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  • Writer's pictureWilliam Murray


The following is, for the most part, the Author's Foreward from my new book, "Forbidden."

A few months after my wife died in April of 2017, I unwittingly committed a major breach of social and “spiritual” norms. The first instance was in a regular widows and widowers Facebook group where I made the apparently unforgivable mistake of saying that I had overcome my grief and had developed a good relationship with my crossed over wife. I had no idea at the time that overcoming your grief after a dearly loved partner died was considered impossible. I was attacked and threatened with being reported to the police. My post was deleted and I was booted from the group. Privately, though, several members reached out and wanted to know more.

I reasoned I should probably take my comments about my experience to a more "spiritually inclined" group. I managed to find such a group that agreed we could continue our relationships with our crossed over partners. However, when I posted the same thing, my post was again deleted and I was encouraged to leave the group. I learned that the idea that we could become entirely grief-free and develop a relationship with our romantic partners that was as good as, and in some ways better than what we had when they were physical, was not a welcome one. I also learned that it was considered unhealthy and somehow non-spiritual to deliberately work to overcome one’s grief.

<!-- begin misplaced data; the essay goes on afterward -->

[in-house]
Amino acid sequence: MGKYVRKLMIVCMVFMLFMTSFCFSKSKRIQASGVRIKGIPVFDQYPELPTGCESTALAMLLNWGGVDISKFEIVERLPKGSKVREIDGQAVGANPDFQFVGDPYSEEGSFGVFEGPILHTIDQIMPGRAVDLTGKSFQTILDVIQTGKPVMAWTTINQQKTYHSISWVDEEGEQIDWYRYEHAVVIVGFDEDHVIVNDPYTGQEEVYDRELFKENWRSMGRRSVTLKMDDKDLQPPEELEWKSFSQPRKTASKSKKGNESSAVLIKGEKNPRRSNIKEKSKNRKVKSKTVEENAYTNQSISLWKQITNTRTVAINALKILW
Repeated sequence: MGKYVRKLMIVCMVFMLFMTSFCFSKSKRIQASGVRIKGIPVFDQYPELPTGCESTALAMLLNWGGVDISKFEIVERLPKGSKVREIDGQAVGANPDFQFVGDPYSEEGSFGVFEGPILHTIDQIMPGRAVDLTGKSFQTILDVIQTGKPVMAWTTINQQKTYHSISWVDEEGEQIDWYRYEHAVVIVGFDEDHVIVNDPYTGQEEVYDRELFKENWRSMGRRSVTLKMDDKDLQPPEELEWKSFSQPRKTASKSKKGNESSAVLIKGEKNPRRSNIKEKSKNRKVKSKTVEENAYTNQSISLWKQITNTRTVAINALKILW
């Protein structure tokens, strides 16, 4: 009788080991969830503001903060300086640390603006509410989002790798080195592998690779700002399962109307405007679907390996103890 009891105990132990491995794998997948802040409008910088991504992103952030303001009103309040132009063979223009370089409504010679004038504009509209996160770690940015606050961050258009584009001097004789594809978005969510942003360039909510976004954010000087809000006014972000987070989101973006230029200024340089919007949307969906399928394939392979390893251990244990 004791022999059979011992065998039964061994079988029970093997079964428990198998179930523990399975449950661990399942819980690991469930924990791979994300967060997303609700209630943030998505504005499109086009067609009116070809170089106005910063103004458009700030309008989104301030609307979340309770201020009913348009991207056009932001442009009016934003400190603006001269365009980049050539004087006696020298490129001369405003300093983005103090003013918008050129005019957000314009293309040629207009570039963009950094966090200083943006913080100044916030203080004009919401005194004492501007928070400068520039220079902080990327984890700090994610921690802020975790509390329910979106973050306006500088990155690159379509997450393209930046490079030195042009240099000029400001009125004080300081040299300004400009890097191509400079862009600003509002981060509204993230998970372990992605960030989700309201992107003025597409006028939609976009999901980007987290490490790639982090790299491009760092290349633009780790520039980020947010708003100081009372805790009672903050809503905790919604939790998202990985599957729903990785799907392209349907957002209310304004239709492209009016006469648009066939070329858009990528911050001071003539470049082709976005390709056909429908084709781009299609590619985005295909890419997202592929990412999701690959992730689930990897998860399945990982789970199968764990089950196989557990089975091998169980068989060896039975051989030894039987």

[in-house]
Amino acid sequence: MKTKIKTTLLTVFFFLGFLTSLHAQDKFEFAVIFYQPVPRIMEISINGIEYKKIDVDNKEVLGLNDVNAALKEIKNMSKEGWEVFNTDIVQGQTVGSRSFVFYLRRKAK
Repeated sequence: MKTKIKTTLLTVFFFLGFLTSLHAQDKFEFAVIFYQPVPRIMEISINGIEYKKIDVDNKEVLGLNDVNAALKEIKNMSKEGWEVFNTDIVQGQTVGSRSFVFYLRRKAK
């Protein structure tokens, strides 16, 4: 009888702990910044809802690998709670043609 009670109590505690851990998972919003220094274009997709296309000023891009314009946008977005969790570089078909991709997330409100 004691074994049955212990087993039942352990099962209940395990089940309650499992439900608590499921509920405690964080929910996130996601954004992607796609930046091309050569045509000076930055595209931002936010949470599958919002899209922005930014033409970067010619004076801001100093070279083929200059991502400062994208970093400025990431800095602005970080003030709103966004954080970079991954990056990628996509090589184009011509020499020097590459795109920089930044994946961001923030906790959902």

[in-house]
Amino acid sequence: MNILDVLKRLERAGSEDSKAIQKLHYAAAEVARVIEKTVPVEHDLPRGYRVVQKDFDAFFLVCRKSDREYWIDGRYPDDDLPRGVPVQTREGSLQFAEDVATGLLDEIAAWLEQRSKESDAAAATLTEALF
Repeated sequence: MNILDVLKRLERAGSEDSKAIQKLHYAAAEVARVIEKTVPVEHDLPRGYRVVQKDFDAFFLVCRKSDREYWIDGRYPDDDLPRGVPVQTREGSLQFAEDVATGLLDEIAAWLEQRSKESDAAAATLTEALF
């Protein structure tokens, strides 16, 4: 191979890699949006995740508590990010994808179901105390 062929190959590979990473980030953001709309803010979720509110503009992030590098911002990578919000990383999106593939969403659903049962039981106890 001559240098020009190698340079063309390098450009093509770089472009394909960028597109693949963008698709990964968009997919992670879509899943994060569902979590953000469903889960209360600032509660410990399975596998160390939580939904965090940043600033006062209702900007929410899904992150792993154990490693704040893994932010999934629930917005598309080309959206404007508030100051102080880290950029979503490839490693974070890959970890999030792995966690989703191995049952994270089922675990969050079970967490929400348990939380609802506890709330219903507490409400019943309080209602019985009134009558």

What I became painfully aware of and frustrated about over the course of the next two years was that the idea of deliberately overcoming grief and continuing and more deeply developing a transdimensional romantic relationship was a very disruptive concept in both the secular and so-called spiritual communities, in religious views and also in standard, approved terms of psychological health. A like-minded person, Mary Beth Spann Mank, in the same situation, approached me about starting our own group founded on the idea that we could become free of grief and develop a completely fulfilling relationship with our crossed-over partners, and that there was nothing wrong with doing so.

We were very fortunate in that several influential people who actually led online spiritual groups and organizations were sympathetic with our views. These people not only allowed us to participate in their Facebook groups, but also helped to promote our own 'Love After Life' Facebook group and the ideas we believed in, effectively giving us a respected platform for exposure. A lot of our time, however, was spent intervening in conversations and “rescuing” people from many other members of those groups and organizations that attacked the idea of overcoming grief and developing a fully satisfying transdimensional relationship.

Modern psychology, Western society in general and much of the so-called spiritual community generally condemns our views as unhealthy, impractical and non-spiritual. As our group grew (rather quickly, to my amazement), our members described the onslaught of discouragement, ridicule, attack and immense pressure to conform to social and “spiritual” norms, meaning “move on” and that they would just have to get used to the grief, because it would be with them the rest of their lives. Most of us were told that we were “holding our romantic partners back” or that we were too attached and that we should give that love to others who were still living. We were told we were lying to ourselves or living in a fantasy world.